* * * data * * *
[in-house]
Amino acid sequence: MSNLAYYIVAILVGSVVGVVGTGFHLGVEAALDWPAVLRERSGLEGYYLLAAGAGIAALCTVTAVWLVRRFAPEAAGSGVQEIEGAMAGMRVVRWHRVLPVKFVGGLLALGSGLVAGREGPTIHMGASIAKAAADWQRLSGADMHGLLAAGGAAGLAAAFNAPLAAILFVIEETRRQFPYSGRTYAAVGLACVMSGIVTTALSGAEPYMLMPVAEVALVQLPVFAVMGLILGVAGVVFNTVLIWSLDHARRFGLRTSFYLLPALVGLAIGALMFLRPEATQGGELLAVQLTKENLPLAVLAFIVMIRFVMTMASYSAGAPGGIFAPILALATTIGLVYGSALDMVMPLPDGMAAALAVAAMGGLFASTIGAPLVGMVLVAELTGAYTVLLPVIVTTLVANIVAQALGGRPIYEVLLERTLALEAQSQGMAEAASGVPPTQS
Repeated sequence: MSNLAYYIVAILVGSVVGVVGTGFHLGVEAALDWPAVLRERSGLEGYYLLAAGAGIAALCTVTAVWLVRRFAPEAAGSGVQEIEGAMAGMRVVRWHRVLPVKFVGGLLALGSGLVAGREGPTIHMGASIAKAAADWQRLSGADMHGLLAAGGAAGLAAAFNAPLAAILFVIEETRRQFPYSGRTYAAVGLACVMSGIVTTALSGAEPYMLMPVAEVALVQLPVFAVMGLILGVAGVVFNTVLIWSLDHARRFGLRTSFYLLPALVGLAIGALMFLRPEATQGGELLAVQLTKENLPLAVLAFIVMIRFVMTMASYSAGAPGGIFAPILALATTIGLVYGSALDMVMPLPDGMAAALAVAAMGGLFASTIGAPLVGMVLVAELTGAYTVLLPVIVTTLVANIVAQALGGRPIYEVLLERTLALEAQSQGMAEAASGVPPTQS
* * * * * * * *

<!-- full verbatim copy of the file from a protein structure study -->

[in-house]
Amino acid sequence: MSNLAYYIVAILVGSVVGVVGTGFHLGVEAALDWPAVLRERSGLEGYYLLAAGAGIAALCTVTAVWLVRRFAPEAAGSGVQEIEGAMAGMRVVRWHRVLPVKFVGGLLALGSGLVAGREGPTIHMGASIAKAAADWQRLSGADMHGLLAAGGAAGLAAAFNAPLAAILFVIEETRRQFPYSGRTYAAVGLACVMSGIVTTALSGAEPYMLMPVAEVALVQLPVFAVMGLILGVAGVVFNTVLIWSLDHARRFGLRTSFYLLPALVGLAIGALMFLRPEATQGGELLAVQLTKENLPLAVLAFIVMIRFVMTMASYSAGAPGGIFAPILALATTIGLVYGSALDMVMPLPDGMAAALAVAAMGGLFASTIGAPLVGMVLVAELTGAYTVLLPVIVTTLVANIVAQALGGRPIYEVLLERTLALEAQSQGMAEAASGVPPTQS
Repeated sequence: MSNLAYYIVAILVGSVVGVVGTGFHLGVEAALDWPAVLRERSGLEGYYLLAAGAGIAALCTVTAVWLVRRFAPEAAGSGVQEIEGAMAGMRVVRWHRVLPVKFVGGLLALGSGLVAGREGPTIHMGASIAKAAADWQRLSGADMHGLLAAGGAAGLAAAFNAPLAAILFVIEETRRQFPYSGRTYAAVGLACVMSGIVTTALSGAEPYMLMPVAEVALVQLPVFAVMGLILGVAGVVFNTVLIWSLDHARRFGLRTSFYLLPALVGLAIGALMFLRPEATQGGELLAVQLTKENLPLAVLAFIVMIRFVMTMASYSAGAPGGIFAPILALATTIGLVYGSALDMVMPLPDGMAAALAVAAMGGLFASTIGAPLVGMVLVAELTGAYTVLLPVIVTTLVANIVAQALGGRPIYEVLLERTLALEAQSQGMAEAASGVPPTQS